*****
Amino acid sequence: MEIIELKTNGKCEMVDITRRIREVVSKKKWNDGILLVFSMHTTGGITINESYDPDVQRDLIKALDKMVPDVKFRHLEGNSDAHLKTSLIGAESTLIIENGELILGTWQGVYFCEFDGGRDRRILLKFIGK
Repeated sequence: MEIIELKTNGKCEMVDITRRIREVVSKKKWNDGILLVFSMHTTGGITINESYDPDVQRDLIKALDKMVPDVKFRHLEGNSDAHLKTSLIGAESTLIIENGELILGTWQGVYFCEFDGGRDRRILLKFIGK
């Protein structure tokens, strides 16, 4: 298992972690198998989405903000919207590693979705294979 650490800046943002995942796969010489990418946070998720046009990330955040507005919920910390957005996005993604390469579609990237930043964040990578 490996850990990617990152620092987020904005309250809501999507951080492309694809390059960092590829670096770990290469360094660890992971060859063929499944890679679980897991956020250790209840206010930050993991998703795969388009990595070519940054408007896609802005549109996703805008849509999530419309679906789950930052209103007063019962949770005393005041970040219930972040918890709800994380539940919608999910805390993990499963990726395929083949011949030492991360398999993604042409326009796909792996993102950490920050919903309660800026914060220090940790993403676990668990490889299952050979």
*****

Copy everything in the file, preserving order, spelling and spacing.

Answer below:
Amino acid sequence: MEIIELKTNGKCEMVDITRRIREVVSKKKWNDGILLVFSMHTTGGITINESYDPDVQRDLIKALDKMVPDVKFRHLEGNSDAHLKTSLIGAESTLIIENGELILGTWQGVYFCEFDGGRDRRILLKFIGK
Repeated sequence: MEIIELKTNGKCEMVDITRRIREVVSKKKWNDGILLVFSMHTTGGITINESYDPDVQRDLIKALDKMVPDVKFRHLEGNSDAHLKTSLIGAESTLIIENGELILGTWQGVYFCEFDGGRDRRILLKFIGK
């Protein structure tokens, strides 16, 4: 298992972690198998989405903000919207590693979705294979 650490800046943002995942796969010489990418946070998720046009990330955040507005919920910390957005996005993604390469579609990237930043964040990578 490996850990990617990152620092987020904005309250809501999507951080492309694809390059960092590829670096770990290469360094660890992971060859063929499944890679679980897991956020250790209840206010930050993991998703795969388009990595070519940054408007896609802005549109996703805008849509999530419309679906789950930052209103007063019962949770005393005041970040219930972040918890709800994380539940919608999910805390993990499963990726395929083949011949030492991360398999993604042409326009796909792996993102950490920050919903309660800026914060220090940790993403676990668990490889299952050979």